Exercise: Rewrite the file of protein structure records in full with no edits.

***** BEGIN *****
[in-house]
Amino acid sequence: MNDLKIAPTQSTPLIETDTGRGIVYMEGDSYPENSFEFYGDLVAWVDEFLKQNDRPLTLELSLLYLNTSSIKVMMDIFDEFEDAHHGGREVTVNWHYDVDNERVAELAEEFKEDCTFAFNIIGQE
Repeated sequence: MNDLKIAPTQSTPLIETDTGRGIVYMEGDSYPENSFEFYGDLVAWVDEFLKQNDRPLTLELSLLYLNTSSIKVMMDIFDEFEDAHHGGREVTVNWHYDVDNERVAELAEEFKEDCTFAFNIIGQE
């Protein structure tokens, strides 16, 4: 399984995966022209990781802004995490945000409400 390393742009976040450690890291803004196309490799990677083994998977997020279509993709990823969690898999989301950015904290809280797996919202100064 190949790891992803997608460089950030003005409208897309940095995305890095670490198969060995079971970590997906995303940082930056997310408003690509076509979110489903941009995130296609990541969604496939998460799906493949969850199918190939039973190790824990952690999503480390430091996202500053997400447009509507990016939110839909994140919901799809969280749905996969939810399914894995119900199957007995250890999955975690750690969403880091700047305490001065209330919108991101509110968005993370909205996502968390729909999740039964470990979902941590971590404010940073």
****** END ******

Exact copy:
[in-house]
Amino acid sequence: MNDLKIAPTQSTPLIETDTGRGIVYMEGDSYPENSFEFYGDLVAWVDEFLKQNDRPLTLELSLLYLNTSSIKVMMDIFDEFEDAHHGGREVTVNWHYDVDNERVAELAEEFKEDCTFAFNIIGQE
Repeated sequence: MNDLKIAPTQSTPLIETDTGRGIVYMEGDSYPENSFEFYGDLVAWVDEFLKQNDRPLTLELSLLYLNTSSIKVMMDIFDEFEDAHHGGREVTVNWHYDVDNERVAELAEEFKEDCTFAFNIIGQE
């Protein structure tokens, strides 16, 4: 399984995966022209990781802004995490945000409400 390393742009976040450690890291803004196309490799990677083994998977997020279509993709990823969690898999989301950015904290809280797996919202100064 190949790891992803997608460089950030003005409208897309940095995305890095670490198969060995079971970590997906995303940082930056997310408003690509076509979110489903941009995130296609990541969604496939998460799906493949969850199918190939039973190790824990952690999503480390430091996202500053997400447009509507990016939110839909994140919901799809969280749905996969939810399914894995119900199957007995250890999955975690750690969403880091700047305490001065209330919108991101509110968005993370909205996502968390729909999740039964470990979902941590971590404010940073």